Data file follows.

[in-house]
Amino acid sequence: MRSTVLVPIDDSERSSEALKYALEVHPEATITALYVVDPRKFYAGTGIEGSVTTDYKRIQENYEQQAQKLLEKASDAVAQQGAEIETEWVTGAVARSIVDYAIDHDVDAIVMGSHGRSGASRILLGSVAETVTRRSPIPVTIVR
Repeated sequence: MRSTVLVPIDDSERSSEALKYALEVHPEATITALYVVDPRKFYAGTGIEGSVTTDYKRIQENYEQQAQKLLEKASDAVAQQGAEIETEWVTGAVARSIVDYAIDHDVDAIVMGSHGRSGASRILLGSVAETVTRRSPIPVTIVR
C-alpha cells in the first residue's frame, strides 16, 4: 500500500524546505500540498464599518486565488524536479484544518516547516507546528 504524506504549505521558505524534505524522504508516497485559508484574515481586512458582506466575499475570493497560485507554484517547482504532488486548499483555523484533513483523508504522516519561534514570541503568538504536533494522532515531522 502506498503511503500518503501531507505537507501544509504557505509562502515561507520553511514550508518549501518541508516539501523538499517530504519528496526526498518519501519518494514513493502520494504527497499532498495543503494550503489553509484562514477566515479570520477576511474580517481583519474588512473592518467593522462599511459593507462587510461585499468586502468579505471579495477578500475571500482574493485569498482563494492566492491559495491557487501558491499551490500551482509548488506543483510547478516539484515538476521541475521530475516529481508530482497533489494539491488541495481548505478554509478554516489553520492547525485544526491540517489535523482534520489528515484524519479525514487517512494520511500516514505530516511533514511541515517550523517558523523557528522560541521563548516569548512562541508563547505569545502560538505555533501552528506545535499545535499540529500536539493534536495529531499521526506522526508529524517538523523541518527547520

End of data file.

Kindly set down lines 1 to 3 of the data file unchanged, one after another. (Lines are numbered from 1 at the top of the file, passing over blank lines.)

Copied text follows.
[in-house]
Amino acid sequence: MRSTVLVPIDDSERSSEALKYALEVHPEATITALYVVDPRKFYAGTGIEGSVTTDYKRIQENYEQQAQKLLEKASDAVAQQGAEIETEWVTGAVARSIVDYAIDHDVDAIVMGSHGRSGASRILLGSVAETVTRRSPIPVTIVR
Repeated sequence: MRSTVLVPIDDSERSSEALKYALEVHPEATITALYVVDPRKFYAGTGIEGSVTTDYKRIQENYEQQAQKLLEKASDAVAQQGAEIETEWVTGAVARSIVDYAIDHDVDAIVMGSHGRSGASRILLGSVAETVTRRSPIPVTIVR